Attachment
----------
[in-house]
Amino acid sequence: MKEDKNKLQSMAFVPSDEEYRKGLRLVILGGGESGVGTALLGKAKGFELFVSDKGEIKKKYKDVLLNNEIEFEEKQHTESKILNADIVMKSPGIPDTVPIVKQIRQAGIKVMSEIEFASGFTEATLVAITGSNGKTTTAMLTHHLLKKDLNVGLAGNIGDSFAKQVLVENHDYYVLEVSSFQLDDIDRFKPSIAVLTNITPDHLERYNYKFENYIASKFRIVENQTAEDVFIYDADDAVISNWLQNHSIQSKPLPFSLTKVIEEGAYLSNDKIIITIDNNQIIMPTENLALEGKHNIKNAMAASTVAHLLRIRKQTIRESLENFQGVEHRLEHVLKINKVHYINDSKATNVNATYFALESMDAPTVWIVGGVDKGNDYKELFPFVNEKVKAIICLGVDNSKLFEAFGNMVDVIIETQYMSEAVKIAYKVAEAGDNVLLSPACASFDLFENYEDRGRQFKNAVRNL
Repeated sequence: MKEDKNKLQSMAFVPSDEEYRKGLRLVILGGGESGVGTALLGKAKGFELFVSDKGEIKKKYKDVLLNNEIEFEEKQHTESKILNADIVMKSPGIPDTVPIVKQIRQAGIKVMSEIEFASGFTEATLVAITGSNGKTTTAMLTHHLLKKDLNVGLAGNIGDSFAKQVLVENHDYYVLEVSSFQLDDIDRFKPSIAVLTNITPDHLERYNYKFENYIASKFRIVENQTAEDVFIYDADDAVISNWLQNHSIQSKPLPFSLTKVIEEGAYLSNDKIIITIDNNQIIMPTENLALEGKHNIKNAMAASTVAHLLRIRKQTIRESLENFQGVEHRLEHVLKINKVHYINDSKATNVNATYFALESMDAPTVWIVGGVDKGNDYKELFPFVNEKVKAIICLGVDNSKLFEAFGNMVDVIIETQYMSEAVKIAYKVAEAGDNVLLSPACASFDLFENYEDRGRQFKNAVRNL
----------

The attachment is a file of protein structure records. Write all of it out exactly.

[in-house]
Amino acid sequence: MKEDKNKLQSMAFVPSDEEYRKGLRLVILGGGESGVGTALLGKAKGFELFVSDKGEIKKKYKDVLLNNEIEFEEKQHTESKILNADIVMKSPGIPDTVPIVKQIRQAGIKVMSEIEFASGFTEATLVAITGSNGKTTTAMLTHHLLKKDLNVGLAGNIGDSFAKQVLVENHDYYVLEVSSFQLDDIDRFKPSIAVLTNITPDHLERYNYKFENYIASKFRIVENQTAEDVFIYDADDAVISNWLQNHSIQSKPLPFSLTKVIEEGAYLSNDKIIITIDNNQIIMPTENLALEGKHNIKNAMAASTVAHLLRIRKQTIRESLENFQGVEHRLEHVLKINKVHYINDSKATNVNATYFALESMDAPTVWIVGGVDKGNDYKELFPFVNEKVKAIICLGVDNSKLFEAFGNMVDVIIETQYMSEAVKIAYKVAEAGDNVLLSPACASFDLFENYEDRGRQFKNAVRNL
Repeated sequence: MKEDKNKLQSMAFVPSDEEYRKGLRLVILGGGESGVGTALLGKAKGFELFVSDKGEIKKKYKDVLLNNEIEFEEKQHTESKILNADIVMKSPGIPDTVPIVKQIRQAGIKVMSEIEFASGFTEATLVAITGSNGKTTTAMLTHHLLKKDLNVGLAGNIGDSFAKQVLVENHDYYVLEVSSFQLDDIDRFKPSIAVLTNITPDHLERYNYKFENYIASKFRIVENQTAEDVFIYDADDAVISNWLQNHSIQSKPLPFSLTKVIEEGAYLSNDKIIITIDNNQIIMPTENLALEGKHNIKNAMAASTVAHLLRIRKQTIRESLENFQGVEHRLEHVLKINKVHYINDSKATNVNATYFALESMDAPTVWIVGGVDKGNDYKELFPFVNEKVKAIICLGVDNSKLFEAFGNMVDVIIETQYMSEAVKIAYKVAEAGDNVLLSPACASFDLFENYEDRGRQFKNAVRNL